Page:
Original Writing

Short Story: The Dreamscape 2000

As soon as it clicks into place above my head, I hear a rush of air being suctioned out of the DreamScape. The bubbles stop. Everything around me goes dark and I feel myself fall backward.

The walls around me are bright white, almost like a mirror. Facing them, I can see just how strange I look. A dark black jumpsuit that emits a soft green glow, bare feet, with sensors and wires are attached to my fingers and chest. The room around me is echoing with the beeping of machines and a slight but heavy hum emitting from the DreamScape2000. A neon screen catches my eye and I watch it flicker curiously. Thin lines of computer code seems to be dragged across the screen, like a lonely worker painting the lines of a newly lain road. None of it makes sense to me but the staff here at Lake Laboratories seem to have no trouble with it at all.

Two scientists, Dr. Cleo and Dr. Lakes, stand over a coffin-like box running last minute checks. As directors of this project, they will be attending my third time in the simulator. The first time was scary, of course, but in an incredibly gratifying and addictive way. That simulation was a picnic with Van Gogh on a soft summer day. A gentle breeze shifted the golden field of wheat around us, as if it were the rocking waves of the ocean. As the sun shone down on us, Vincent helped me draw the scene that lay before us. With each stroke, we added more and more life to our own little sliver in time. The one he and I shared together.

It is one of my own fondest memories, and it wasn’t even real. It was the result of a stroke of luck on my part to participate in some weird time-travel-meets-virtual-reality game being built by some big shot company that I didn’t, quite frankly, care about at all.

My second time in the simulator was not that great. Ok fine, it was flat-out terrifying. I was unaware that Cleo and Lakes were also creating a genre of horror landscapes, and I was the lucky duck that got to try that one out for the first time. It was the exact nightmare that I had for ten months, when I was eleven years old.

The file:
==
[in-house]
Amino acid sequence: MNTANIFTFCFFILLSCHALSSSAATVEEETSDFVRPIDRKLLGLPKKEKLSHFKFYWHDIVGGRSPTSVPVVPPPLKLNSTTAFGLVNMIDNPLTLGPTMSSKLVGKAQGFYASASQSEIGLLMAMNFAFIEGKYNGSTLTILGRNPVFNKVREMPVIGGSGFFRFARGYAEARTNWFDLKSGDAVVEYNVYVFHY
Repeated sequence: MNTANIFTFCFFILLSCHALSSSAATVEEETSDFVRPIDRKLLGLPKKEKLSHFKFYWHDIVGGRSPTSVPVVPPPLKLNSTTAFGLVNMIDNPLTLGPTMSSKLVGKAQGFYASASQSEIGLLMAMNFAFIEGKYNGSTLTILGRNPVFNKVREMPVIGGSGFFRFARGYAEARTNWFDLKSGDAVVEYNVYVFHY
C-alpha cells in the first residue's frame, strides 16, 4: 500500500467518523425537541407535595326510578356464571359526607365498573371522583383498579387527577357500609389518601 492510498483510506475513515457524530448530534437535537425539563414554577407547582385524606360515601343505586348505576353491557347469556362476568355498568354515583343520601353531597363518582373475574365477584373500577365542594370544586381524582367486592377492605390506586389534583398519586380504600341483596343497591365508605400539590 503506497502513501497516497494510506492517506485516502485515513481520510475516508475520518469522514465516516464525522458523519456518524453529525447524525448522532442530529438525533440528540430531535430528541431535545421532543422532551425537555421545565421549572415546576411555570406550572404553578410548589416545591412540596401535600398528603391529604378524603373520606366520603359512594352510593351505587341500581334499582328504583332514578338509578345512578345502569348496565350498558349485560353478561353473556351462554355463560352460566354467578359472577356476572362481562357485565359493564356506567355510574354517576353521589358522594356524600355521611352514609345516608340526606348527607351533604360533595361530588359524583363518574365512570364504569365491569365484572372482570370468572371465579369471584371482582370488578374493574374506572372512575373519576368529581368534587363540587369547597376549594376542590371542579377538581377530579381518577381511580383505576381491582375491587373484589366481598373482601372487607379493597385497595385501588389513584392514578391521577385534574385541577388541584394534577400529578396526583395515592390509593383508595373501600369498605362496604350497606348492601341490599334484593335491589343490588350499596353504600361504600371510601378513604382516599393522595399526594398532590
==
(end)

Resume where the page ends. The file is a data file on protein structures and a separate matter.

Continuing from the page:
Even if I wasn’t getting paid as much as I do to be their human lab rat, I reckon I would still want to participate. These machines have been in the making for years now and the media won’t shut up with them. Every news platform, social media channel, and chatroom was talking about the DreamScape2000. Even the eighteen-story Sega building downtown had ads out for it every once in a while. Everyone wanted to try them out, myself included.

When my chemistry professor approached me after class last spring and asked me if I’d want to apply to be a beta-tester, I jumped at the chance. I didn’t quite wonder why they had chosen me. In fact, it was the furthest thing from my mind. I was just happy to be in the same room as the creators. So here I am, four months and dozens of physical and mental tests later, making history. Who’d have thunk it?

Presently, Cleo and Lakes came up to me and slid the heavy black helmet onto my head. Like always, my head wobbles a bit as I get used to the weight. The inside of the helmet is padded, but I can still feel some hard discs spaced out along my skull. Dr. Cleo slides the visor shut over my face with a uncharacteristic gentleness.

They give me the same run down as twice before, something my contract says they legally have to do each time. My heartbeat will be slowed to near-death once I am completely submerged in the saline chamber. Then some science stuff happens and, poof. I have exactly one hour to explore the new platform they created. Cloud Nine.

The goal is to take mental note of everything that happens. How does it look in comparison to the prediction photos that they showed me beforehand? Do the graphics seem more realistic in Cloud Nine than in the previous simulations? Are there any glitches in the scenery? What was my overall impression of the sim as a whole? Any positive and negative feedback is not just welcomed, it’s obligatory. They even have the legal rights to scan my subconscious for details I may have forgotten. Or purposely omitted.